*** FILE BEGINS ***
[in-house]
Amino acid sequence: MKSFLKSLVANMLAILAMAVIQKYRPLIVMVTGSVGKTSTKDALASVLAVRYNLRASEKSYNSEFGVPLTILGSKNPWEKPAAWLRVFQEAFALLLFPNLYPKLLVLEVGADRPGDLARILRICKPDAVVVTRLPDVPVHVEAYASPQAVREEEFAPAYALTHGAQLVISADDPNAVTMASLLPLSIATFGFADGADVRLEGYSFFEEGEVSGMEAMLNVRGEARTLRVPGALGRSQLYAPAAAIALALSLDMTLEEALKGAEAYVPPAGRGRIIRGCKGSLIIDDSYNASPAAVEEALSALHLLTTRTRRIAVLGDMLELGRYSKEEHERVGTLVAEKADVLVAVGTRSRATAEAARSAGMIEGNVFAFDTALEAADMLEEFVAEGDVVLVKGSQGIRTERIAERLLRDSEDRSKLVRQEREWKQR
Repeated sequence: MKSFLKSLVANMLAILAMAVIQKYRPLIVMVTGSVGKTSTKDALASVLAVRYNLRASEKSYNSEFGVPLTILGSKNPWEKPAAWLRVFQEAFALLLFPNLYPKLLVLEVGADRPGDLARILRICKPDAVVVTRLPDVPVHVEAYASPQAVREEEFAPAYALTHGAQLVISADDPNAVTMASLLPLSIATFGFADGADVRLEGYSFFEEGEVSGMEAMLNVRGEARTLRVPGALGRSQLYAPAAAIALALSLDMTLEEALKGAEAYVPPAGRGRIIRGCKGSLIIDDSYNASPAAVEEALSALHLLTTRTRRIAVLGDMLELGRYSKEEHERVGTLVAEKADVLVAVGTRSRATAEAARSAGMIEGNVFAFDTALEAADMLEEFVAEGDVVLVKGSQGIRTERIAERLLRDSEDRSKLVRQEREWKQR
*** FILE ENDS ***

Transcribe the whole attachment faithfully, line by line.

[in-house]
Amino acid sequence: MKSFLKSLVANMLAILAMAVIQKYRPLIVMVTGSVGKTSTKDALASVLAVRYNLRASEKSYNSEFGVPLTILGSKNPWEKPAAWLRVFQEAFALLLFPNLYPKLLVLEVGADRPGDLARILRICKPDAVVVTRLPDVPVHVEAYASPQAVREEEFAPAYALTHGAQLVISADDPNAVTMASLLPLSIATFGFADGADVRLEGYSFFEEGEVSGMEAMLNVRGEARTLRVPGALGRSQLYAPAAAIALALSLDMTLEEALKGAEAYVPPAGRGRIIRGCKGSLIIDDSYNASPAAVEEALSALHLLTTRTRRIAVLGDMLELGRYSKEEHERVGTLVAEKADVLVAVGTRSRATAEAARSAGMIEGNVFAFDTALEAADMLEEFVAEGDVVLVKGSQGIRTERIAERLLRDSEDRSKLVRQEREWKQR
Repeated sequence: MKSFLKSLVANMLAILAMAVIQKYRPLIVMVTGSVGKTSTKDALASVLAVRYNLRASEKSYNSEFGVPLTILGSKNPWEKPAAWLRVFQEAFALLLFPNLYPKLLVLEVGADRPGDLARILRICKPDAVVVTRLPDVPVHVEAYASPQAVREEEFAPAYALTHGAQLVISADDPNAVTMASLLPLSIATFGFADGADVRLEGYSFFEEGEVSGMEAMLNVRGEARTLRVPGALGRSQLYAPAAAIALALSLDMTLEEALKGAEAYVPPAGRGRIIRGCKGSLIIDDSYNASPAAVEEALSALHLLTTRTRRIAVLGDMLELGRYSKEEHERVGTLVAEKADVLVAVGTRSRATAEAARSAGMIEGNVFAFDTALEAADMLEEFVAEGDVVLVKGSQGIRTERIAERLLRDSEDRSKLVRQEREWKQR